It is still too high and stops light getting into the kitchen windows in the early morning, so we will talk to neighbours about cutting back more of the height.They are lovely neighbours but not gardeners, so things do tend to get left to grow as they will .


So at least two more trips to the recycling centre with 'not' our rubbish but at least it's been done and apart from cutting yet more off the mock orange once we have spoken to neighbour , the job at this moment is finished.


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7 comments:

  1. Poor Paul! What a mammouth task indeed! I think that I would have just been tempted to remove the planting on your side and let him pay for 'professionals' to trim it again now that it has grown so tall and wide.
    There is, I believe, a law that says that whatever you cut/trim that is over hanging on your property from a neighbour's plant/tree actually has to be thrown back over to their side.... BUT guessing that as they are good neighbours you wouldn't want to do that!

    One of my neighbours has a very prickly stemmed bush that they have trimmed into a tree that grows higher than my two metre fence and so when he hires a gardener to trim it, some stems do fall amongst my plants so when I see or hear him doing it I call and tell him that I have unlocked the sidegate for him to come and collect the fallen cuttings as with not being able to wear any gardening gloves they are just too sharp and prickly for me to collect up.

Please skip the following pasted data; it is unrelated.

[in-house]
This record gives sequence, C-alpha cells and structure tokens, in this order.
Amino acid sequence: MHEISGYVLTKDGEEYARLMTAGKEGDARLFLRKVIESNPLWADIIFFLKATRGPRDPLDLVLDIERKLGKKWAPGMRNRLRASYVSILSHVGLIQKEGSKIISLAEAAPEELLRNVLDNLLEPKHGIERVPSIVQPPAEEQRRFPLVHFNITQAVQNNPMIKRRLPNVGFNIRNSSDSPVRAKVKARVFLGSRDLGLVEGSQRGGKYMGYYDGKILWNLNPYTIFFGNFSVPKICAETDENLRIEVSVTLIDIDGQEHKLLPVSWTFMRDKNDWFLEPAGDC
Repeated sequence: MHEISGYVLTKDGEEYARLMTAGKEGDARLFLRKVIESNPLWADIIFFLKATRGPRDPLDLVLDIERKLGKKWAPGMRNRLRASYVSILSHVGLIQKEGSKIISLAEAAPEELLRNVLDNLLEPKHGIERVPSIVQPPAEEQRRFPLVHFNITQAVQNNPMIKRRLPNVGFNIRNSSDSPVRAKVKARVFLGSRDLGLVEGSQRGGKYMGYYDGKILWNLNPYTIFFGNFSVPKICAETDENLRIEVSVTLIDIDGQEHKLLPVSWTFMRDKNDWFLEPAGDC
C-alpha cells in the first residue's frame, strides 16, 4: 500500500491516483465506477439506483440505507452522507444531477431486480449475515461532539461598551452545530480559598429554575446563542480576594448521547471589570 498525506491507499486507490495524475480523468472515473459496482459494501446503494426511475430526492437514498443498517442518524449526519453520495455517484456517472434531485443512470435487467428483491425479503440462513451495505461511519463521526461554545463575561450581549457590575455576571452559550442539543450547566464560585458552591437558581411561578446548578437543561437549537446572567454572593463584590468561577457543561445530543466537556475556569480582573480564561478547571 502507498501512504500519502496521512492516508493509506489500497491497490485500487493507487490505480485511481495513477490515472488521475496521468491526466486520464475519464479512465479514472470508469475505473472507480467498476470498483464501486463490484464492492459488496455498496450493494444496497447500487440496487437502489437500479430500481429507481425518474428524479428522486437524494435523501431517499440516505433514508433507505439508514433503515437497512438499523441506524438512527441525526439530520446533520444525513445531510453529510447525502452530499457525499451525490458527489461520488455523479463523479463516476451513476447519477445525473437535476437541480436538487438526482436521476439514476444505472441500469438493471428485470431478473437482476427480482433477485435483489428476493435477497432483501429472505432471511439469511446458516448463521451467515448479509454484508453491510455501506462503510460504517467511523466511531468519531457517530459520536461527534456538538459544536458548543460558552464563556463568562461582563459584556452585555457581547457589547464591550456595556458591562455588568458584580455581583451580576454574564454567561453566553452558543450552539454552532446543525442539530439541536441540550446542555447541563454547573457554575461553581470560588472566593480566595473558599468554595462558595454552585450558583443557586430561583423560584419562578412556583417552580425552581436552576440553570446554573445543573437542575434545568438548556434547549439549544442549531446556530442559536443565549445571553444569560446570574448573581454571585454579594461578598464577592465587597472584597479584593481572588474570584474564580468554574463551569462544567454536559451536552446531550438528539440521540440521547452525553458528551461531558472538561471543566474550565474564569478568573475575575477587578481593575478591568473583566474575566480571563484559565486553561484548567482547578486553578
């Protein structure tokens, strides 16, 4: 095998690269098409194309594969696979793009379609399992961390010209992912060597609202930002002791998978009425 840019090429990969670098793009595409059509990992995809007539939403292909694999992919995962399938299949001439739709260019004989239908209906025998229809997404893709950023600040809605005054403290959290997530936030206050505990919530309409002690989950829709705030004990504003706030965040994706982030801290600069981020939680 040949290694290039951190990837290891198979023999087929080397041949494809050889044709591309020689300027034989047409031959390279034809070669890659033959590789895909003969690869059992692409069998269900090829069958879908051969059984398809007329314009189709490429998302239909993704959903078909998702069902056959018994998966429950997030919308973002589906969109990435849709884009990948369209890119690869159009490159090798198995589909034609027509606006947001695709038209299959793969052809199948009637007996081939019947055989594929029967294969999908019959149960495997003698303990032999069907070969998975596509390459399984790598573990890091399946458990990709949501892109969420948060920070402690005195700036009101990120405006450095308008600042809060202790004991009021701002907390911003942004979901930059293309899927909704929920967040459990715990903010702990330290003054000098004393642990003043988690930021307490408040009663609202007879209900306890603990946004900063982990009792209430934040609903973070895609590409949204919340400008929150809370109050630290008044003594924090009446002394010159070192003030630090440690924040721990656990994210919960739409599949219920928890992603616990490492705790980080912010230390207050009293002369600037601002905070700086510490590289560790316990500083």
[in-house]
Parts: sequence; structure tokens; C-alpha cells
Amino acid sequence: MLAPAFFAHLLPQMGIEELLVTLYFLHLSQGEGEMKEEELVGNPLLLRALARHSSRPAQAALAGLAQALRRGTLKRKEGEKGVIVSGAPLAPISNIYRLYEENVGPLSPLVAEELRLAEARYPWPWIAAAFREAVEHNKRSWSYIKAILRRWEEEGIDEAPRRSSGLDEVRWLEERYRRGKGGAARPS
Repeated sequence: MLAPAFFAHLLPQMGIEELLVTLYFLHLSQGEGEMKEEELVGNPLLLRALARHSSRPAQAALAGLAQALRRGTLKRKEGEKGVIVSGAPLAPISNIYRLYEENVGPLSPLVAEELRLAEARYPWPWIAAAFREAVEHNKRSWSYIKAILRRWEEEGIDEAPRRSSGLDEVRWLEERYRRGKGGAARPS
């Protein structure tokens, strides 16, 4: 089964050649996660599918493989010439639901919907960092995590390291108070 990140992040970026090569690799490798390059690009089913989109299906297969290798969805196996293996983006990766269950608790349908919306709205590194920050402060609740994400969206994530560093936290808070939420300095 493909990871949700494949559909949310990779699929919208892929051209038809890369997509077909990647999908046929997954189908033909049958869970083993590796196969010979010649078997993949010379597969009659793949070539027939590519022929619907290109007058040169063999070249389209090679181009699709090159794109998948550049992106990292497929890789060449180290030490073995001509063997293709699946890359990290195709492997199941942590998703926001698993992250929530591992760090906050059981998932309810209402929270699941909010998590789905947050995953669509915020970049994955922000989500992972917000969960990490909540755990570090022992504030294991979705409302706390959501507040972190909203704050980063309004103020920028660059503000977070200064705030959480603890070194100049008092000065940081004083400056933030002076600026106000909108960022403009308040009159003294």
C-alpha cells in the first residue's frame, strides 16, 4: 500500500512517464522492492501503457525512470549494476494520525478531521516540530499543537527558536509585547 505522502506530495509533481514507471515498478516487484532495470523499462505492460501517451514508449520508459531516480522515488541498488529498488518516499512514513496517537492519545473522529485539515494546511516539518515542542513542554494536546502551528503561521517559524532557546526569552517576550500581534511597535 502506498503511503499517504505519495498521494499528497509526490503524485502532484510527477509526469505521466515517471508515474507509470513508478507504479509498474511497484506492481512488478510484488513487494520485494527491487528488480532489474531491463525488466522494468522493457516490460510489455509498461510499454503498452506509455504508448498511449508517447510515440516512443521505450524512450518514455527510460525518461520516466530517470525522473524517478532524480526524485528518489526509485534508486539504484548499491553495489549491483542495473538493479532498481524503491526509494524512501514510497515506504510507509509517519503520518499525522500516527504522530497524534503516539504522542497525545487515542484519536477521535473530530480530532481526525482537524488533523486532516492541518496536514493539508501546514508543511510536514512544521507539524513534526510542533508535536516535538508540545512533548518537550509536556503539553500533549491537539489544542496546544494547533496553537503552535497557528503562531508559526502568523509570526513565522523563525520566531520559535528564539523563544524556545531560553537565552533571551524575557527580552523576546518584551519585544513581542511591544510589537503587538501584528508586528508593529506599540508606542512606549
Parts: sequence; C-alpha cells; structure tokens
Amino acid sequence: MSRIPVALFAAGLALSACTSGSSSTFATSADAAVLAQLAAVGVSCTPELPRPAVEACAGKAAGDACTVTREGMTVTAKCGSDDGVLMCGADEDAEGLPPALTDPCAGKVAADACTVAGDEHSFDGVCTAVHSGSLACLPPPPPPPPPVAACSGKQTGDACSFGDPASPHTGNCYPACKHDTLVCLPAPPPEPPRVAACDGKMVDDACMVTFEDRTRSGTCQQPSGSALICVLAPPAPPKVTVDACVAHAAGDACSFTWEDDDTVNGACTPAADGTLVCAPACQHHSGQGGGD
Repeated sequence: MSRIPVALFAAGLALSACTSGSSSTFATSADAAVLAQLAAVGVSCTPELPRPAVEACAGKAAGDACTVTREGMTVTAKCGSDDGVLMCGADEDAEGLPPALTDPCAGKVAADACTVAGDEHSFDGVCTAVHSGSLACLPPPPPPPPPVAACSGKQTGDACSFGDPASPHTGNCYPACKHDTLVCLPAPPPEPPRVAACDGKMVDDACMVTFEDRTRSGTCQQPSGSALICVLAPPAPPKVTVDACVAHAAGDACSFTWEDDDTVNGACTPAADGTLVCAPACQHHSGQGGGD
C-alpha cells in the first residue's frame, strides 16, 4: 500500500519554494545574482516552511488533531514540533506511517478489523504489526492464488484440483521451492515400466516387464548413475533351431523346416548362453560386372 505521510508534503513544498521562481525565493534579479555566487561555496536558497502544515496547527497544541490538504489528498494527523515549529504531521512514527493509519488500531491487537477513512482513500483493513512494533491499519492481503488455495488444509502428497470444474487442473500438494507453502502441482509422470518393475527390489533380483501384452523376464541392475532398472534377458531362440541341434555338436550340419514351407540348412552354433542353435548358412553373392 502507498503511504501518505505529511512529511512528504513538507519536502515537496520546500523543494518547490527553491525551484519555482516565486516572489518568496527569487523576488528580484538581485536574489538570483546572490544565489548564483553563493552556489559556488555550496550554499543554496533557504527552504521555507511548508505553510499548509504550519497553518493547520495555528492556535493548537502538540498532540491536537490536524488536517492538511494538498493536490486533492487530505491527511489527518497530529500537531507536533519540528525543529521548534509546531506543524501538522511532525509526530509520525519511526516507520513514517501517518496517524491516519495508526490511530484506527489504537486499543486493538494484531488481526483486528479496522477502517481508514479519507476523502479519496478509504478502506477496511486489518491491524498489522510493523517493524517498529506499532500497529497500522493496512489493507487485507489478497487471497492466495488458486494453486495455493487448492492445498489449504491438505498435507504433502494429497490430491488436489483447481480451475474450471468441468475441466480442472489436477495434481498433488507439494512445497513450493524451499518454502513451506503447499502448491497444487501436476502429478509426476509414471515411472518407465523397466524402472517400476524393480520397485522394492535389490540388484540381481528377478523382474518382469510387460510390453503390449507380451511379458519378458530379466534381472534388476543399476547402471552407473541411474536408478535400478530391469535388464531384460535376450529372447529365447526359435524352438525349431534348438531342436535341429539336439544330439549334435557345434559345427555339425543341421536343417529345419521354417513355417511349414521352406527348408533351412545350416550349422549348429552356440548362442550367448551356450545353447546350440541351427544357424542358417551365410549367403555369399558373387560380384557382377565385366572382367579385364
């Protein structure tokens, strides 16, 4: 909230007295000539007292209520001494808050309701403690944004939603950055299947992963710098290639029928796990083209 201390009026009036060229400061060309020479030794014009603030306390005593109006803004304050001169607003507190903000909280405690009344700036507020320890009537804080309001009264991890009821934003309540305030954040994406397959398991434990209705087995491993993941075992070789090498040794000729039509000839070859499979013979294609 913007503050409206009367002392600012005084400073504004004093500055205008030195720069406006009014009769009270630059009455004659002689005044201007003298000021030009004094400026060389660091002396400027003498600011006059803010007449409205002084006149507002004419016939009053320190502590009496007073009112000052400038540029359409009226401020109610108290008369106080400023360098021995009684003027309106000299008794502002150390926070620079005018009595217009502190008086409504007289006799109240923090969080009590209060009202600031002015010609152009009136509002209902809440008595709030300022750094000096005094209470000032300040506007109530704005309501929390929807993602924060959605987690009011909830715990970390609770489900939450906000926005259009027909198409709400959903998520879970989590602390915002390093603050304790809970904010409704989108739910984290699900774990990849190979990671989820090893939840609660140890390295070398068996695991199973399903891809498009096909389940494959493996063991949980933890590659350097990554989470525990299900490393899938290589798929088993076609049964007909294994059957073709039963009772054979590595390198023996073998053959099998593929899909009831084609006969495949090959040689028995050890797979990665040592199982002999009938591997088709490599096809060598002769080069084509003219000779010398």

On your last post I did comment with a question about my Agapantus plants but now I see that it obviously didn't get published....SO trying again.
    Chon gave me three of these plants (in white) for a present about three/four years ago. They were in flower and I planted them in my tubs/planters but as I use these now to grow my Runner Beans in I have had to plant them out in my front garden. Being only semi-hardy I have them dug up and put into pots in October and then store them in the garage until the Spring. Unfortunately they have only flowered once since then so I'm wondering having seen yours here whether this constant up-rooting etc is having a bad effect?
    Therefore should I just leave them in the same position and risk them not being killed by the frosts (and if so, would they benefit from being covered with fleece) or by some more large containers so that they can be more easily moved under cover for the Winter months and so not have their roots continually disturbed?